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Mexico benefits from a trade war with China

May 22, 2019

A trade war between the United States and China is reported to be a windfall for Mexico.

Many have moved to Mexico to avoid U.S. tariffs on chinese-made goods.

As the United States looks to win a trade war, Mexico has benefited unexpectedly, with many manufacturers shifting production locations or finding new resources to avoid tariffs.

To supply the American restaurant plastic tableware for the benefit of Chinese manufacturers taizhou fu ling plastic company (Fuling Global Inc), for example, in trump the President on all imports from China (including paper products) after the tariffs, the company to find another way, Monterrey in Mexico is set up a factory at a cost of $4 million, from Mexico to the United States soon carry millions of tubes of paper straw.

Gilbert Lee, taizhou fuling's chief financial officer, said the company was avoiding the tariffs to make up for higher wages at its Mexican plant with lower shipping costs.

Mexico is a very logical and advantageous place for them.

Fuling is not the only Chinese manufacturer to switch production to Mexico.

Mexican exports to the United States have soared, largely because of tariffs on Chinese goods.

U.S. imports from Mexico rose 10 percent to $350 billion in 2018, the fastest pace in seven years, widening the U.S. trade deficit with Mexico by 15 percent to more than $80 billion, while imports from China slowed by a third.

In addition to the tariff boost for Mexican exports, some companies have increased orders to Mexico, fearing that trump is threatening to dismantle the north American free trade agreement.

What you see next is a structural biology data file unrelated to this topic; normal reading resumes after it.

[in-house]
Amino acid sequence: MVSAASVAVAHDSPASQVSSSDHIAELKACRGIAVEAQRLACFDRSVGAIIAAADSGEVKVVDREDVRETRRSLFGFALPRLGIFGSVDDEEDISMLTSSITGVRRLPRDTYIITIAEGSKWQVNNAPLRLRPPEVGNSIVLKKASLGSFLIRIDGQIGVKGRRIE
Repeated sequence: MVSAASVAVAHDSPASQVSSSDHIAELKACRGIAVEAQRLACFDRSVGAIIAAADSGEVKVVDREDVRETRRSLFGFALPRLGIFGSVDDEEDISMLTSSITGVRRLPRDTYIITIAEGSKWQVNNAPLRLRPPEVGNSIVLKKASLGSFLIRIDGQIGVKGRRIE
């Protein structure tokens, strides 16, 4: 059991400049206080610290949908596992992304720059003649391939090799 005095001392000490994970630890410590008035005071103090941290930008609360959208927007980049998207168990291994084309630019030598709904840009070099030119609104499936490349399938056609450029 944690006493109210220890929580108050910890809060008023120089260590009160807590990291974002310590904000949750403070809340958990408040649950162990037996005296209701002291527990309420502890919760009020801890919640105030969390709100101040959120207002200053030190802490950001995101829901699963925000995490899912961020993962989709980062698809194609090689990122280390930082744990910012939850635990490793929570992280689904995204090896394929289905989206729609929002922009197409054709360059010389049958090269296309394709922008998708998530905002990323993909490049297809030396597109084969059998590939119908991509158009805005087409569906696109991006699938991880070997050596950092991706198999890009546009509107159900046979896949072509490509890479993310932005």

Trump later signed a renegotiated agreement in November.

Dollar volatility and the trump administration's steel tariffs are also taking their toll.

Alan Russell, a texas-based consultant with Tecma Group, which helps companies set up factories in Mexico, says he was surprised to see the highest level of interest from American companies in his 25-year career.

Jorge Guajardo, Mexico's former ambassador to China, said most of the goods diverted from China to Mexico were concentrated in low-value-added, easily replaceable goods.

Taskmaster Components, a Texan firm that has been importing large wheels and tyres from China for 20 years, wants to invest in factories in Mexico or elsewhere, not in America, because of the tariffs.

Because of the remaining American manufacturers, there is no willing partner.

Mexico's proximity to the United States, its convenient ports and an educated workforce make it more attractive.

Mexico's exports to the us more than doubled after the us imposed tariffs on its metal minerals and processed products, while China's fell by a quarter.

Mexican sales to the United States rose 20 percent.

In addition, the trade war has made the U.S. more dependent on Mexican agricultural products, and Mexico is already the largest importer of U.S. vegetables such as broccoli, carrots and Onions.

For example, imports of peeled garlic from China fell by nearly a quarter, while exports from Mexico increased 54 percent, benefiting even small Mexican businesses.

After the U.S. imposed a 10% tariff on Chinese silk, Mexican exports to the U.S. surged to $1.6 million last year from just $5,500 in 2017.

Imports of Chinese knitwear and knitted fabrics fell by $3 million, about the same amount as imports from Mexico.

In the automotive supply chain, U.S. imports of gasoline engines from Mexico rose 17 percent to $32.6 billion, while imports from China, Germany and Canada fell.